Bomer’s career accomplishments also include a variety of other academic positions, including positions at Indiana University, Queens College, City University of New York, University of Alaska Southeast, Northeastern University and Columbia University. 

Bomer has 28 peer-reviewed articles, three books, 16 book chapters and has been a guest at numerous invited presentations. He received his Master of Arts and doctoral degrees in English education from Columbia University and a bachelor's degree in drama from Trinity University in San Antonio.

Grant to help UNT provide support for families dealing with autism

Thanks to a $489,000 grant, the University of North TexasKristin Farmer Autism Center (KFAC) will continue to provide support to families across the state who have a child with autism spectrum disorder.

The grant from the Texas Higher Education Coordinating Board’s Autism Grant Program will enable the center and the Texas Home Instruction for Parents of Preschool Youngsters to continue its partnership for the next two years.

“The new grant will allow UNT’s KFAC and the Texas HIPPY collaborative program to reach even more families around the State of Texas, especially in areas where autism support services are challenging to find,” said Kevin Callahan, executive director at KFAC. “The A+HIPPY curriculum will ensure that all the children enrolled in the program are better prepared to maximize their success in public schools.”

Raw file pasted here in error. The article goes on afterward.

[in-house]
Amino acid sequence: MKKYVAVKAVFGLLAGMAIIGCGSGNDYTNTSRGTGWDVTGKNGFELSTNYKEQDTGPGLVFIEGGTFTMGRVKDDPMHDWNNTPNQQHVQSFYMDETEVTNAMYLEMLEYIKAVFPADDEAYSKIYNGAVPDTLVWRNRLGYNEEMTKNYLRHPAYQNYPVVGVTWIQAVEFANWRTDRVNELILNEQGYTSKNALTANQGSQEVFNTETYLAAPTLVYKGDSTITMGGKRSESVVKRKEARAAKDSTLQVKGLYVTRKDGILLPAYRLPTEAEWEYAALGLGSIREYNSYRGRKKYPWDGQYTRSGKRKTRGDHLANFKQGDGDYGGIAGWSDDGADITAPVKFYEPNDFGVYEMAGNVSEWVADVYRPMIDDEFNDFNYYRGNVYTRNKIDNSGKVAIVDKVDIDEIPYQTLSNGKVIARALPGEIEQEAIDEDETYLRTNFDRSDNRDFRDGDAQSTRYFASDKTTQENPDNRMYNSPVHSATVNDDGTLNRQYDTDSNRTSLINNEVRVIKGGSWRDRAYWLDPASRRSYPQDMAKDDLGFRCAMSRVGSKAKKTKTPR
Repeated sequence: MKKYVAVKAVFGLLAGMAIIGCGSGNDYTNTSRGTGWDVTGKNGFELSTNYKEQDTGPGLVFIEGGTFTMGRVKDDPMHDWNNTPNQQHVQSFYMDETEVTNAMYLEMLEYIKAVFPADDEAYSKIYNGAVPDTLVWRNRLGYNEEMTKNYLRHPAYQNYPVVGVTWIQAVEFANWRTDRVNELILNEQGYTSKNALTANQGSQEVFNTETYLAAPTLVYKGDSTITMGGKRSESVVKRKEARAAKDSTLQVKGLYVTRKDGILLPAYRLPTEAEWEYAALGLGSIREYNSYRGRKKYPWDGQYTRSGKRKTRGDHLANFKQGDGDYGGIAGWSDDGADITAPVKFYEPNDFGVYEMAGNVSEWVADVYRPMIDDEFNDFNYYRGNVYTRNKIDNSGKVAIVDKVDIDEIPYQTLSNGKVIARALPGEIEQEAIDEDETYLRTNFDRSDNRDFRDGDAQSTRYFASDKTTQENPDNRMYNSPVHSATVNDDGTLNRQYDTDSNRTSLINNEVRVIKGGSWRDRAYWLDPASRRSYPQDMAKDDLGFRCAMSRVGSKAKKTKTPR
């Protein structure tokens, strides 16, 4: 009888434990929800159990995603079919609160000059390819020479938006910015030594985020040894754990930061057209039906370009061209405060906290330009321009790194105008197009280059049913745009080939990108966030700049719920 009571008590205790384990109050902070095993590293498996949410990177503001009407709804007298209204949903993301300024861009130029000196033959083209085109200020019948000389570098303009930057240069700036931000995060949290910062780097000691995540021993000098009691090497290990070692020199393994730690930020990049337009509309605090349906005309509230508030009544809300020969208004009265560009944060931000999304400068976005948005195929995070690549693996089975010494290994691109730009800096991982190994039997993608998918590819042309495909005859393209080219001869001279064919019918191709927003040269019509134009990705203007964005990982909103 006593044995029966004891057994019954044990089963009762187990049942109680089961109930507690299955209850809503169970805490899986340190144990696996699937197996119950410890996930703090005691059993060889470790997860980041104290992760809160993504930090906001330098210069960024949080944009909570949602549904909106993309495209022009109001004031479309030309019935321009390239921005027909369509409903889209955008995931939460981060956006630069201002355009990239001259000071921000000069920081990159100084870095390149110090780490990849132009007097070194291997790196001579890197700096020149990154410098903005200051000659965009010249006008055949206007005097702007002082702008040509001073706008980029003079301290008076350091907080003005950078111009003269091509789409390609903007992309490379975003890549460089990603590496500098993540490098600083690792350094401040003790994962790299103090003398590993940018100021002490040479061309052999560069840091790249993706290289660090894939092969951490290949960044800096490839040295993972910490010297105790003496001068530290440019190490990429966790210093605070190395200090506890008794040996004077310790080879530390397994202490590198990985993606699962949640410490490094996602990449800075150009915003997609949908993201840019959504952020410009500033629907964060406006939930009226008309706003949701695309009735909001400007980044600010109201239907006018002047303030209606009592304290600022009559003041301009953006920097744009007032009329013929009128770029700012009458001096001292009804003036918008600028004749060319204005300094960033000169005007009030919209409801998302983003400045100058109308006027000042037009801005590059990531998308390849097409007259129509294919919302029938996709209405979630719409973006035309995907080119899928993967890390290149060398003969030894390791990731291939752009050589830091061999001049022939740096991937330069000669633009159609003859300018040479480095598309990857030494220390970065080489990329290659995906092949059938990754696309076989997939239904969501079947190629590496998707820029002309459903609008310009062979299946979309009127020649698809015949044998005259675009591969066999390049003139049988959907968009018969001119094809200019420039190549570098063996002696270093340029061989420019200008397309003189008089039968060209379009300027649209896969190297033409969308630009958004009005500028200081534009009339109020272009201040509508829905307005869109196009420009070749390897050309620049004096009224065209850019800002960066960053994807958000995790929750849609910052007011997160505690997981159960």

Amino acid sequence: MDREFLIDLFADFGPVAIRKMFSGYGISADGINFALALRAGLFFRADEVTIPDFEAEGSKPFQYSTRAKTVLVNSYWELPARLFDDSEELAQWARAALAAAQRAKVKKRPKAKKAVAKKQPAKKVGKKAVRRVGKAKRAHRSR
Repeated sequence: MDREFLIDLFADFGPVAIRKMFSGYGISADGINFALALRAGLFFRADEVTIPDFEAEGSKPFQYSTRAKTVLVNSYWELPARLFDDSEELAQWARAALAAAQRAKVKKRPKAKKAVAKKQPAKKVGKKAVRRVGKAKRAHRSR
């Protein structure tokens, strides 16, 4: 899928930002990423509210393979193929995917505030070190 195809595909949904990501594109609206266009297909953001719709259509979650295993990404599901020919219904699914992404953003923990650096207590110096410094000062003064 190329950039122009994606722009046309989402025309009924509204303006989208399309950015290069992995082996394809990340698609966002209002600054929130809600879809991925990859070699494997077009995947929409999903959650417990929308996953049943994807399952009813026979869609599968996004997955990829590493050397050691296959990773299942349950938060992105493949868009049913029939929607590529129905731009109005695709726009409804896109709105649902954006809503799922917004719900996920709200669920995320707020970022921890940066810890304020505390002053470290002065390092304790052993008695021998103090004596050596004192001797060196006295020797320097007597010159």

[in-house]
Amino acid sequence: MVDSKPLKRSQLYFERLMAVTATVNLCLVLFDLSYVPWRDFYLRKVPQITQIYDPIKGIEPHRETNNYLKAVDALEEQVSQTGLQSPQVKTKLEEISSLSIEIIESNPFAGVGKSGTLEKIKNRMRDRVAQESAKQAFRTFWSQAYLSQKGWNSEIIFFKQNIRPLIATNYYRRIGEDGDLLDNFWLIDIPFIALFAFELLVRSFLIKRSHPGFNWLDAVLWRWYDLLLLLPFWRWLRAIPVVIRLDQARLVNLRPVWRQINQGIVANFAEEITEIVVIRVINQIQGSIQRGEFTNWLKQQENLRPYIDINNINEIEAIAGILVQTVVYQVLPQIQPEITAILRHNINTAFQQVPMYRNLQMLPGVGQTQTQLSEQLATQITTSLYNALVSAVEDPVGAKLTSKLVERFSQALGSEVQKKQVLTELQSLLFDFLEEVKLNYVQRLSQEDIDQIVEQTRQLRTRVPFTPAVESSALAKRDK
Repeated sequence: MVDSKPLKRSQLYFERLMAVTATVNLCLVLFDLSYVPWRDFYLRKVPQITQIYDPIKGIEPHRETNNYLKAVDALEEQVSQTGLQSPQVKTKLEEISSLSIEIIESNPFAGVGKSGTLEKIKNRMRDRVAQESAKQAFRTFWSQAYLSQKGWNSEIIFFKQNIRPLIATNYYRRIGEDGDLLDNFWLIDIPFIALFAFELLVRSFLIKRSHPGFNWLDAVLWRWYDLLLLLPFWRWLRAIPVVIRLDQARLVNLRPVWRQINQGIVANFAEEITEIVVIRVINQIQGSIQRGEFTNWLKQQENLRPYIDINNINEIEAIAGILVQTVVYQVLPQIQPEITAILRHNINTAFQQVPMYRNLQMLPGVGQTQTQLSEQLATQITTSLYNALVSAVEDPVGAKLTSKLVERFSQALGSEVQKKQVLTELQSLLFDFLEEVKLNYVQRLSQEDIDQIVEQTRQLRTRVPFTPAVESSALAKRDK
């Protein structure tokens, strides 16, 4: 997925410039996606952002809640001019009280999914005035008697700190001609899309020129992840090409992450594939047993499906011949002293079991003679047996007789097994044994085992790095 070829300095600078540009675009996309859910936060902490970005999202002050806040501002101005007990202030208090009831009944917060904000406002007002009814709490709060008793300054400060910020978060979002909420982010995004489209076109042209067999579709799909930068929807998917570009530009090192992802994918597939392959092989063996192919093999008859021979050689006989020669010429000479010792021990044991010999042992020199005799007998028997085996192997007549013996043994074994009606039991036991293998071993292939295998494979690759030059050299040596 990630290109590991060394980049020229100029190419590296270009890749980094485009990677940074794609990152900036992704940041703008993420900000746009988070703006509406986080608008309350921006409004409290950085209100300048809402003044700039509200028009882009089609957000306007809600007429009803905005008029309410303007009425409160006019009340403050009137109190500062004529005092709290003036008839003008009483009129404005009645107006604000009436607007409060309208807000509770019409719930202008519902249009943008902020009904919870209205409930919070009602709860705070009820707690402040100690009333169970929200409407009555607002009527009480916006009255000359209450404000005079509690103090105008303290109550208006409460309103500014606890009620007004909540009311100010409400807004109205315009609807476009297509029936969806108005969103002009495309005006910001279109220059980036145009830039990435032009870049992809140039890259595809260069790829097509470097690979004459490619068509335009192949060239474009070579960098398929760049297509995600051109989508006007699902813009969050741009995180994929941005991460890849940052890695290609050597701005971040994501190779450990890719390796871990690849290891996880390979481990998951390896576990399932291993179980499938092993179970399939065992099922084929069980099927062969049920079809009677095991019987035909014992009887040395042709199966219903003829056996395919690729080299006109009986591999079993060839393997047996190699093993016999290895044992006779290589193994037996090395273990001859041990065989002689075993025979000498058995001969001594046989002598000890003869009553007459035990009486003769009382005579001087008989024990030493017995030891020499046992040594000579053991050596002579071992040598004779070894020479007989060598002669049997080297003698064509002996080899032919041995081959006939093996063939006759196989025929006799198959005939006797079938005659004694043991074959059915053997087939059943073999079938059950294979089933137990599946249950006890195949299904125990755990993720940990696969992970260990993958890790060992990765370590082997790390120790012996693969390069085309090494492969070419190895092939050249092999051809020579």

The collaboration, which is currently serving 82 families around the state, is aimed at children 3 to 5 years old and their parents and can serve up to 100 families. The Kristin Farmer Autism Center is providing training to Texas HIPPY staff, who then conduct weekly home visiting services.

The program aims to improve the family’s knowledge of autism spectrum disorder, teach basic skills associated with evidence-based autism interventions, increase key developmental and school readiness skills and reduce parental stress.

To find out where the programs are available, visit

Interested in a College of Education Undergraduate major?

The College of Education (COE) Student Advising Office offers two types of group sessions for those interested in learning more about our majors:

1) Prospective Advising Sessions

These sessions are for those considering enrolling at UNT as College of Education majors*. >> Find more information or register for a Prospective Student Advising Session.

2) Major Changer Group Appointment Sessions

These sessions are for students who are:

  • Currently enrolled at UNT but not a COE major
  • Previously enrolled at UNT but not a COE major
  • Current Interdisciplinary Studies majors considering a switch to another COE major
  • Current Human Development and Family Science; Kinesiology; Health Promotion; Public Health; or Recreation, Event, and Sport Management majors considering a switch to the Interdisciplinary Studies major
  • Incoming freshman or transfer students who have attended orientation with another College*

Students can schedule one of these group appointments through the Advising Appointment Manager.